At A Glance
The enduro crowd seem to be disowning the backpack and attempting to fit the contents either in pockets or strapping tools and tubes to frames in order to ride unencumbered by the humble rucksack. There is no denying that riding without a pack feels pretty nice, but I still struggle to see the point to adding weight to my fancy lightweight bike when I can wear a comfortable and well fitting pack. Coupled with my own personal pessimistic need to prepare for the worst, even on a short lap, I find myself always riding with a pack.Buy Hydration Packs/Bags on
The Vertical LD Backpack from Bliss manages to squeeze in another great reason for wearing a pack, in the form of a back protector. This is nothing new, but certainly makes me feel even more justified in my love of a good pack. The spine protector is removable and flexible, made from ARG (Armourgel) with perforations to prevent things getting too hot, this is again one of those materials which go hard when you hit them, dissipating energy in the process. Elsewhere we see a lightweight and anatomical construction using mesh to keep things minimal and slim fitting. There are two main pockets, making up the 12 litre volume, one for hydration system (not included as standard) and one for tools. There is a glasses pocket and space to hang a helmet off the back and pads from the bottom. Waist and chest straps keep it in place and various reflective details and an integrated whistle keep you seen and heard if needed.
On The Trail
As I mentioned, I have a tendency to over prepare for rides, and take too much stuff. This 12 litre option forced me to stop trying to pack the kitchen sink and slim down. After months of use, I now can't imagine taking a much bigger bag, unless on a multi-day epic in the mountains. The size is perfect for all day rides, or just a quick blast, fill it full and it takes plenty of kit comfortably, but even when half full it won't rattle around all over the place.
The division of compartments works well, I'm never hugely keen on tool organisers as I am too disorganised, and use small dry-bags to organise kit within the main compartment. If needed, there are multiple mesh pockets within the tool organiser to keep things neat and tidy. The one pocket I sorely missed was a waist belt pocket. I am a huge fan of having access to a multi tool without taking the pack off, and I would have loved to have this additional feature.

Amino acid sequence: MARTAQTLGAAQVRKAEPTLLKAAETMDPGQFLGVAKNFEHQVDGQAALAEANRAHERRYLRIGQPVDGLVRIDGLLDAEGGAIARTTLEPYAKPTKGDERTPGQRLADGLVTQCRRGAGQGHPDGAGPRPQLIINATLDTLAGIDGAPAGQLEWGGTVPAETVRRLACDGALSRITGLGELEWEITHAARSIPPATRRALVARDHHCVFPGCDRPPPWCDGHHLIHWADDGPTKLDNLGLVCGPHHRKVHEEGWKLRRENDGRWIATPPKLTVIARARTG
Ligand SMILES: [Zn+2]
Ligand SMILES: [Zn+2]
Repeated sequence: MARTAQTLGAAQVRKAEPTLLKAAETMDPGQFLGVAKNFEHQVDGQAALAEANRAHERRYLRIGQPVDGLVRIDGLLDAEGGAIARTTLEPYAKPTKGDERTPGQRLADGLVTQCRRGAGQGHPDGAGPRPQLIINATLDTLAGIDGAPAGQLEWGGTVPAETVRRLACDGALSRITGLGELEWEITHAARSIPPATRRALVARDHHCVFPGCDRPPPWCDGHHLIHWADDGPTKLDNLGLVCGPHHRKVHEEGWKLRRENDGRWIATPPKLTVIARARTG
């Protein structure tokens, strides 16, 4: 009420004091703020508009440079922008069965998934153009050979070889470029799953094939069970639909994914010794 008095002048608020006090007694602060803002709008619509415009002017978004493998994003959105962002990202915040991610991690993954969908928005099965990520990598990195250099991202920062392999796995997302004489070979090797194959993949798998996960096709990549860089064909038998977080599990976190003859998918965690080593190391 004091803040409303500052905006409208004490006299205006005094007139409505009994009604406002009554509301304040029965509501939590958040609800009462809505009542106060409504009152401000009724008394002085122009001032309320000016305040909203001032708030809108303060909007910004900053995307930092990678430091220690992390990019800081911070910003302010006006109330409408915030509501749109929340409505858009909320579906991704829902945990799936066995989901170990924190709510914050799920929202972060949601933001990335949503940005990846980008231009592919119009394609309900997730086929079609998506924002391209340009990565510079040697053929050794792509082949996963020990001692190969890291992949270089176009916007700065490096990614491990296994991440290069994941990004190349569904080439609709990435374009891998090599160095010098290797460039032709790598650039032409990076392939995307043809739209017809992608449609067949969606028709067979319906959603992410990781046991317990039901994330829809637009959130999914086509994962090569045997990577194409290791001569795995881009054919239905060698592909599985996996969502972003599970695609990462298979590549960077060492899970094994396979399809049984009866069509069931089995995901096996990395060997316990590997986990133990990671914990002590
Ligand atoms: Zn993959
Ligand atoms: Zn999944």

The fit on the back is good and secure, which is essential given the back proector which needs to be kept in position to do its job. The waist, chest and shoulder straps adjust well, however they have become slightly stiff over the months of rain and mud - but better that than slipping. All tail ends of straps are held in place with either Velcro or elastic loops to keep flapping down to a minimum and keep the look sleek and subtle. This sleek look is evident throughout the pack, with no excess material or straps unless absolutely needed. The pack isn't a featherweight by any stretch, but if the pack protector is removed then what is left is a minimal and pretty lightweight piece of kit. That said, I would argue that the added weight of the protector is worth while and carried so close to your back it is not easily noticed.
Protection from the weather has also been excellent, and the waterproof fabric has kept all but the worst precipitation and spray out, whilst the contents have remained dry. No horrible rucksack cover here, just a good fabric which is easily cleaned, further adding to the stylish finish.
I have a lot of love for this pack, its size is ideal for general trail riding duty and the fit is exceptionally comfortable and stable. The back protector is an integral part of the package and does a good job of going unnoticed other than the weight, which may ultimately prove too much for those who want to keep the weight down on their back. The missing waist belt pocket was my only major gripe (and let's face it, that's a tiny grumble) in an otherwise very well thought-out pack. A great combination of protection and storage in a sleek, functional and stylish package.
By Ewen TurnerEwen Turner is a self-confessed bike geek from Kendal in the Lake District of England. He runs a coaching and guiding business up there and has a plethora of knowledge about bikes with an analytical approach to testing. His passion for bicycles is infectious, and he’s a ripper on the trails who prefers to fit his working life around his time on the bike.